SC Imposes Rs.5Cr Penalty On A Medical College For Playing Fraud On It; Orders Prosecution Of Its Dean [Read Judgment]
“The bravado shown by the College in an attempt to cheat the MCI, the Government and this Court has to be condemned.”
The Supreme Court last week imposed a penalty of Rs 5 crore on a medical college for playing fraud on it.
Barring the R.K.D.F. Medical College Hospital and Research Centre from making admissions for the 1st year MBBS course for the next two years, the bench comprising Justice SA Bobde, Justice L Nageswara Rao and Justice R Subhash Reddy also ordered prosecution of college Dean SS Kushwaha under Section 193 of the Indian Penal Code.
The court also directed the college to pay compensation of Rs 1 lakh to each student admitted in the college for the academic year 2017-18, apart from the refund amount payable to them.
The court ordered thus after it found that the college, which filed the writ petition, had manufactured records to show that they were being unnecessarily hounded by the MCI in spite of their compliance with the required standards. It also noted that the college indulged in large-scale malpractices in showing compliance of the minimum required standards to obtain permission for admission of students.
Referring to the report submitted by the court-appointed committee, the bench said: "Without delving deep into the details of the Report submitted by the Committee, it is clear that the College is guilty of practicing fraud on this Court. The conduct of the College administration in indulging in manipulations and hoodwinking the authorities to project compliance of the requisite minimum standards for admission of students does not deserve to be condoned. The impunity with which the College has manufactured records to convince us that they were being unnecessarily hounded by the MCI in spite of their compliance with the required standards is deprecated. The brazen attempt by the College in taking this Court for a ride by placing on record maneuvered documents to obtain a favourable order is a clear-cut act of deceit. The justification given by the College regarding the absence of certain residents has turned out to be a concocted story. Had we not initiated an enquiry by the Committee of Experts, the fraud played by the College on this Court would not have come to light."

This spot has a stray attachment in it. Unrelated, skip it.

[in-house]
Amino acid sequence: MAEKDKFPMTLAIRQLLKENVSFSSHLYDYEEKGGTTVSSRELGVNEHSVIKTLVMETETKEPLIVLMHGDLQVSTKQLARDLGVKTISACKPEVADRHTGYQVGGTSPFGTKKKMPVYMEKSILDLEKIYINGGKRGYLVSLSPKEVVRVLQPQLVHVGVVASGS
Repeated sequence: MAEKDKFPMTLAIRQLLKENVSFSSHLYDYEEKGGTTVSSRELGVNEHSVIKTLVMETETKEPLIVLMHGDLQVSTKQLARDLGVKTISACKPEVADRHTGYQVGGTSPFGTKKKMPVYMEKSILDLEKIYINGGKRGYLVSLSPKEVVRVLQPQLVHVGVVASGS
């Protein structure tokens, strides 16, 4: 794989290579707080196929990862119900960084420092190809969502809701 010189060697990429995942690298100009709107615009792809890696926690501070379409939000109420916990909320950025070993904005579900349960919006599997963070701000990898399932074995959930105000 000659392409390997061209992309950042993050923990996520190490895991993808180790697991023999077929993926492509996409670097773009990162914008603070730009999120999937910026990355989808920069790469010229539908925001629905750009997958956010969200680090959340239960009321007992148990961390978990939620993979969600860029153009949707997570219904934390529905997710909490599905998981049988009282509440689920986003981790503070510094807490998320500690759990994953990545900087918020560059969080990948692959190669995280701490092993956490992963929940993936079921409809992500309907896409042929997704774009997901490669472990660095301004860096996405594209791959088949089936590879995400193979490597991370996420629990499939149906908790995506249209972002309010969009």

Refusing to accept the apology tendered, the bench said: "The College has indulged in large scale malpractices in showing compliance of the minimum required standards to obtain permission for admission of students. The College further tried to mislead this Court that it is compliant in all respects, to get permission for the admission of students."
The court further said: "It is trite that every litigant has to approach the Court with clean hands. A litigant who indulges in suppression of facts and misrepresentation is not entitled for any relief. The conduct of the College in this case to mislead this Court for the purpose of getting a favourable order is reprehensible and the College deserves to be dealt with suitably."